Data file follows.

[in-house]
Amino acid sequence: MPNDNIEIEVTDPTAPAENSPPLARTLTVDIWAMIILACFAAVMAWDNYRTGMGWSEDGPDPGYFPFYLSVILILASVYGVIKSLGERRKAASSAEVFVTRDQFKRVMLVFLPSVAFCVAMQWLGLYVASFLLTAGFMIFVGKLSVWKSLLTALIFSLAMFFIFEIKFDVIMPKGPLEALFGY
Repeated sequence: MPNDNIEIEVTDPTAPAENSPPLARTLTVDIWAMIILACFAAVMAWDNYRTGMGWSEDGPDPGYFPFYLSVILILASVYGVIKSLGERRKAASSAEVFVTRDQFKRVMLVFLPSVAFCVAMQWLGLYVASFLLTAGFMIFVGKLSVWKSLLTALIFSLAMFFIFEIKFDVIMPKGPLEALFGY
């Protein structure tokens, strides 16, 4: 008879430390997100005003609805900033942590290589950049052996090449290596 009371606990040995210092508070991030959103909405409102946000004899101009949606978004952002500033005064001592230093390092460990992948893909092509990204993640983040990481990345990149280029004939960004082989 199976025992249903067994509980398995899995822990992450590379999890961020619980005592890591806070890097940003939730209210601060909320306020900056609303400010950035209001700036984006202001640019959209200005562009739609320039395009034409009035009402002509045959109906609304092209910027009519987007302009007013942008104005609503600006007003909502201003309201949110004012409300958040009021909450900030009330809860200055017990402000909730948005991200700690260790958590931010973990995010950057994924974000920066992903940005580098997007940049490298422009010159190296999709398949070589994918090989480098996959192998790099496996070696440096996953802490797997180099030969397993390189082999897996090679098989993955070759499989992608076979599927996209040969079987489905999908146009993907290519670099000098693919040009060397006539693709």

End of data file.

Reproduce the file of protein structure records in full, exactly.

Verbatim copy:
[in-house]
Amino acid sequence: MPNDNIEIEVTDPTAPAENSPPLARTLTVDIWAMIILACFAAVMAWDNYRTGMGWSEDGPDPGYFPFYLSVILILASVYGVIKSLGERRKAASSAEVFVTRDQFKRVMLVFLPSVAFCVAMQWLGLYVASFLLTAGFMIFVGKLSVWKSLLTALIFSLAMFFIFEIKFDVIMPKGPLEALFGY
Repeated sequence: MPNDNIEIEVTDPTAPAENSPPLARTLTVDIWAMIILACFAAVMAWDNYRTGMGWSEDGPDPGYFPFYLSVILILASVYGVIKSLGERRKAASSAEVFVTRDQFKRVMLVFLPSVAFCVAMQWLGLYVASFLLTAGFMIFVGKLSVWKSLLTALIFSLAMFFIFEIKFDVIMPKGPLEALFGY
């Protein structure tokens, strides 16, 4: 008879430390997100005003609805900033942590290589950049052996090449290596 009371606990040995210092508070991030959103909405409102946000004899101009949606978004952002500033005064001592230093390092460990992948893909092509990204993640983040990481990345990149280029004939960004082989 199976025992249903067994509980398995899995822990992450590379999890961020619980005592890591806070890097940003939730209210601060909320306020900056609303400010950035209001700036984006202001640019959209200005562009739609320039395009034409009035009402002509045959109906609304092209910027009519987007302009007013942008104005609503600006007003909502201003309201949110004012409300958040009021909450900030009330809860200055017990402000909730948005991200700690260790958590931010973990995010950057994924974000920066992903940005580098997007940049490298422009010159190296999709398949070589994918090989480098996959192998790099496996070696440096996953802490797997180099030969397993390189082999897996090679098989993955070759499989992608076979599927996209040969079987489905999908146009993907290519670099000098693919040009060397006539693709």